LOCAL fast food restaurants have been praised for their increasing role in litter reduction, while more teens and tradies have been urged to lift their games.
This Sunday, March 6, is Clean Up Australia Day, and in Toronto the focus is on fast food outlets.
Stephen Dewar of Toronto Area Sustainable Neighbourhood Group (TASNG) said most of Lake Macquarie was experiencing a “fast food littering crisis”.
Fast food packaging was increasingly being discarded from vehicles, often on streets close to the source, Mr Dewar said.
“It’s become a real habit in the last four years,” he said.
“There’s a lot more drive-throughs now. It seems people drive in, pick up their food, and then a kilometre north or south of the restaurant you’ll see the rubbish on the side of the road.”
Anecdotally, teenagers in P-plated vehicles were often considered the usual suspects, Mr Dewar said.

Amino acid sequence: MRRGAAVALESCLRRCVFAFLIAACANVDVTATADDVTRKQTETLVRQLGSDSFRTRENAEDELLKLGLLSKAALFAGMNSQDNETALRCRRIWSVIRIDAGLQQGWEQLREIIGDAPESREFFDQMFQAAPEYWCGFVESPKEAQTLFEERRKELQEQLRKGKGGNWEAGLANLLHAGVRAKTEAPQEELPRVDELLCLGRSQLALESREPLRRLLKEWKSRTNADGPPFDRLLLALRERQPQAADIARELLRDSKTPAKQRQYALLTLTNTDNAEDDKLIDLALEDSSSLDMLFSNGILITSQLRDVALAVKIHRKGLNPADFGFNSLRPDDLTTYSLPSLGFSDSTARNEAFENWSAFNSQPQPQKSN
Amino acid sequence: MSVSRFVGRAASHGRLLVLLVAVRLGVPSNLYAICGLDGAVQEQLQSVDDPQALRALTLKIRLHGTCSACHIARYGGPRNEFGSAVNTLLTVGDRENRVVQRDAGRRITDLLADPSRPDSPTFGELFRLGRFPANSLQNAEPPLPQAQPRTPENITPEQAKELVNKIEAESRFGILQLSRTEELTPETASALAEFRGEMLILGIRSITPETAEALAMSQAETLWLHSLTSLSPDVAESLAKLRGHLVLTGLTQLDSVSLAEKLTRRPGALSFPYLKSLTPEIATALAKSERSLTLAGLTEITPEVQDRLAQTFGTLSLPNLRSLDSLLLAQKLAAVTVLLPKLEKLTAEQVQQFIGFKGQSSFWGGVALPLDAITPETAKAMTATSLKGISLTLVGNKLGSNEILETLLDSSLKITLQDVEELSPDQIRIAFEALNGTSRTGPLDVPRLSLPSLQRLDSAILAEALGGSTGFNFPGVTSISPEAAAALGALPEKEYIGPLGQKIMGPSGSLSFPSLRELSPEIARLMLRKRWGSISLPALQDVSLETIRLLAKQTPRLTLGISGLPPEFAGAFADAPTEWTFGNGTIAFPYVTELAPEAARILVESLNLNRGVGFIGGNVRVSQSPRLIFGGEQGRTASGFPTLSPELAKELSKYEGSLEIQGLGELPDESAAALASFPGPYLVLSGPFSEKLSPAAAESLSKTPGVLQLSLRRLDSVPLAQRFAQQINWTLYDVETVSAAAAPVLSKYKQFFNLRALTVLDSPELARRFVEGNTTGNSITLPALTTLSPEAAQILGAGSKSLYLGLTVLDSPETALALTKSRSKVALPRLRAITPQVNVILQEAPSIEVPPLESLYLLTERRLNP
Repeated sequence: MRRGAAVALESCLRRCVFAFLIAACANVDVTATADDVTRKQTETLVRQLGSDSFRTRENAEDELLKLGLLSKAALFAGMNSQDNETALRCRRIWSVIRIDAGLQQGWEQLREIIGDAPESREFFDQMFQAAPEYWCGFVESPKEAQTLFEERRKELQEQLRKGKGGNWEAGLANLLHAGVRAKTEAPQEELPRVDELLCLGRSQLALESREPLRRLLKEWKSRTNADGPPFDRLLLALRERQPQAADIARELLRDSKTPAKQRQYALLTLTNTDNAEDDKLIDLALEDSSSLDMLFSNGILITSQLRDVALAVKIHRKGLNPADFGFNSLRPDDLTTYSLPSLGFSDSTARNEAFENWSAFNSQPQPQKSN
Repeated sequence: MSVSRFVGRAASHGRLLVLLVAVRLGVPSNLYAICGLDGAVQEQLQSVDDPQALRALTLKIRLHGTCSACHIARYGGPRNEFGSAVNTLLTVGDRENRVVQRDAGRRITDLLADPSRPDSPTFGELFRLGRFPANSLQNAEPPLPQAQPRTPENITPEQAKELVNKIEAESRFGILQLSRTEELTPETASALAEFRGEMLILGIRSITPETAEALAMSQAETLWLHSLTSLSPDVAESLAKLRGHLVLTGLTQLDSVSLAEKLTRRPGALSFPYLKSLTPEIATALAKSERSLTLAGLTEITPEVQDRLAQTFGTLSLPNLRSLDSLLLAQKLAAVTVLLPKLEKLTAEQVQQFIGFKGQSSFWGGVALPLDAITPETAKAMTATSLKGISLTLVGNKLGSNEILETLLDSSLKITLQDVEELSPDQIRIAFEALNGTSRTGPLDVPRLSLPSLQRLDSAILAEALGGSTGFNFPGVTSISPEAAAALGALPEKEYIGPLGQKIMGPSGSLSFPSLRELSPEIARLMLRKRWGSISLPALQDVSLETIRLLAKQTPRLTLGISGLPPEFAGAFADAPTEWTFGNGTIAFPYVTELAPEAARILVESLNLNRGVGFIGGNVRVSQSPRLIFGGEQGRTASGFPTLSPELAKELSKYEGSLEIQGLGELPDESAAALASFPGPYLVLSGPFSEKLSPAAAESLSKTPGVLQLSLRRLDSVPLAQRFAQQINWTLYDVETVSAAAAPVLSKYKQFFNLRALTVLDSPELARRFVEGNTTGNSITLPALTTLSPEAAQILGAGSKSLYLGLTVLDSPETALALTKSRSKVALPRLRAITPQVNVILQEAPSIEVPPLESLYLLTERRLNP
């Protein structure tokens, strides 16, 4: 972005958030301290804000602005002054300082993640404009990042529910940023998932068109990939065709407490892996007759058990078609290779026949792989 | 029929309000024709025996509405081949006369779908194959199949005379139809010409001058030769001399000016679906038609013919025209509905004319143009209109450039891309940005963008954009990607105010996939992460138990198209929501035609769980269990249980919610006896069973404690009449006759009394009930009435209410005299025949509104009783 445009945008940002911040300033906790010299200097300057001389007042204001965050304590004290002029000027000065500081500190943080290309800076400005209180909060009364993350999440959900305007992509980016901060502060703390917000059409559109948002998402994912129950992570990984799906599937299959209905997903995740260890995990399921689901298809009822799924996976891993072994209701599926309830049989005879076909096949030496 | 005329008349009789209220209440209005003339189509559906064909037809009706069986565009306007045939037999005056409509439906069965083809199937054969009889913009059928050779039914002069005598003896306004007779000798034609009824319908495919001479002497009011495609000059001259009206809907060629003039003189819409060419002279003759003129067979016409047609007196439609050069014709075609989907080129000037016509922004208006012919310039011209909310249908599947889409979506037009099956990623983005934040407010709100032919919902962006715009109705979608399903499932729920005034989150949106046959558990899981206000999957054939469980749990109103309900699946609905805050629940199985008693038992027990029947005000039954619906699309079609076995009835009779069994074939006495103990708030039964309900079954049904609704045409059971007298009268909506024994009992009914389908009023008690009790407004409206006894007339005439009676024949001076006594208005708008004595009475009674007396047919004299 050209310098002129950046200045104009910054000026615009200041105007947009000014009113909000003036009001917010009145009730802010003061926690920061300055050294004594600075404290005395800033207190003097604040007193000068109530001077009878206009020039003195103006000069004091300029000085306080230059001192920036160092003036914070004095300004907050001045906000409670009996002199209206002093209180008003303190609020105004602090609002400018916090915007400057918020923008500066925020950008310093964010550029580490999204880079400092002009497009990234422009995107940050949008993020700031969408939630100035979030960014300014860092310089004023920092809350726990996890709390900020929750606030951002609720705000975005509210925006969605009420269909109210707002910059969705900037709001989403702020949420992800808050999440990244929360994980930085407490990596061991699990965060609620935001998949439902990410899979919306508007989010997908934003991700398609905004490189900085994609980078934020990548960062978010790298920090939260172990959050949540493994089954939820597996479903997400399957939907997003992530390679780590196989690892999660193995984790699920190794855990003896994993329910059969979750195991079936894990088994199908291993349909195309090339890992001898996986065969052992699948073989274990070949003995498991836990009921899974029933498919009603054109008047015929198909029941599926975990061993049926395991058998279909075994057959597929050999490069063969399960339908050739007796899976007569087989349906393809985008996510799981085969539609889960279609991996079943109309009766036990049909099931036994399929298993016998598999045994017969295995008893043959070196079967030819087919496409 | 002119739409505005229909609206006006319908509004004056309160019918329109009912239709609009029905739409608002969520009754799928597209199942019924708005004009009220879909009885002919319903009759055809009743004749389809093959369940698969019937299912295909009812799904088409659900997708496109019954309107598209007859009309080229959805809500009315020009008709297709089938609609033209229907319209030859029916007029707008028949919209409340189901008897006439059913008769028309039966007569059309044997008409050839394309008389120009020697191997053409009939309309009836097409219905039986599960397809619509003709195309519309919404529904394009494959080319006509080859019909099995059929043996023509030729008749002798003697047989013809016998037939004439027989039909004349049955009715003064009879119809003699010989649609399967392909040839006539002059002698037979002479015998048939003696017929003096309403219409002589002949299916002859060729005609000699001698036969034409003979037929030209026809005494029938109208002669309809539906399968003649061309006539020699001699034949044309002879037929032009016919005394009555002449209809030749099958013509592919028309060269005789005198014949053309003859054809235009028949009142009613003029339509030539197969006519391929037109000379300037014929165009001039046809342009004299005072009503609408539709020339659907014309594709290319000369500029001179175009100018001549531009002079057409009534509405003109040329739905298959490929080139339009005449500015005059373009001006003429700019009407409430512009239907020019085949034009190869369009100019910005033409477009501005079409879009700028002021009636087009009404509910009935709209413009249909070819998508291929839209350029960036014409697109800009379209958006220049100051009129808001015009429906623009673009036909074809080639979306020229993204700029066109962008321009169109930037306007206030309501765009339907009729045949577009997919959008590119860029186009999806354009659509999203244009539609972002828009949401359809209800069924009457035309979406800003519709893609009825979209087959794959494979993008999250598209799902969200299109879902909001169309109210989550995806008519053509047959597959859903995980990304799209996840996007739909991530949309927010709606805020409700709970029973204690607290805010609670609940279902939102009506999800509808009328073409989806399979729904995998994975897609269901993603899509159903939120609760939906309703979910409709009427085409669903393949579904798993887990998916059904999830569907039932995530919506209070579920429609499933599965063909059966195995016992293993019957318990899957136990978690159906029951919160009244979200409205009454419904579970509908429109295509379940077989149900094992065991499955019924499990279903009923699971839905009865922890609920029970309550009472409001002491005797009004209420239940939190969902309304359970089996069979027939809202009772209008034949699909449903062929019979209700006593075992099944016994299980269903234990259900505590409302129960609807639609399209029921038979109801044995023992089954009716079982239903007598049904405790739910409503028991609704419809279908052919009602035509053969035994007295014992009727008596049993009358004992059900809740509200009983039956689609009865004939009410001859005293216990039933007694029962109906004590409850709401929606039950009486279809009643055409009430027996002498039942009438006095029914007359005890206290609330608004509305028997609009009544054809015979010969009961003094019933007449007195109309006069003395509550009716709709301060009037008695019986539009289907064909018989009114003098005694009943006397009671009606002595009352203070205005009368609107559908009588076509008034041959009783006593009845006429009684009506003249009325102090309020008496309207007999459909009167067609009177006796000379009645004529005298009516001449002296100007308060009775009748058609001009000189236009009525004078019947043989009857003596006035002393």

“And I think there’s now a lot more tradies who might have 20 minutes for lunch on their way to the next job, so they go to a drive-through, too,” he said.
“I don’t want to denigrate young people or tradies, but we want everybody to think about keeping the bag that the food comes in, and putting all of their [rubbish] in that bag and taking it home with them,” he said.
On Sunday, TASNG will host an event at McDonald’s Toronto from 9am to highlight the problem. Local MPs Greg Piper and Pat Conroy will talk about the littering problem.
Mr Dewar said the idea was to change the behaviour of those who don’t give littering a second thought.
TASNG had success with its ‘Tossers Can Be Binners’ campaign in the Toronto CBD. Mr Dewar said the group now hoped to duplicate that result among fast food restaurant customers.
Fast food franchises, such as McDonald’s, were now doing their bit to reduce litter – but could do more to facilitate recycling, he said.
On Sunday, local McDonald’s, Domino’s, Subway, Pizza Hut, and Michel’s franchises will display signs encouraging customers to do the right thing.
- Clean Up sites, page 5.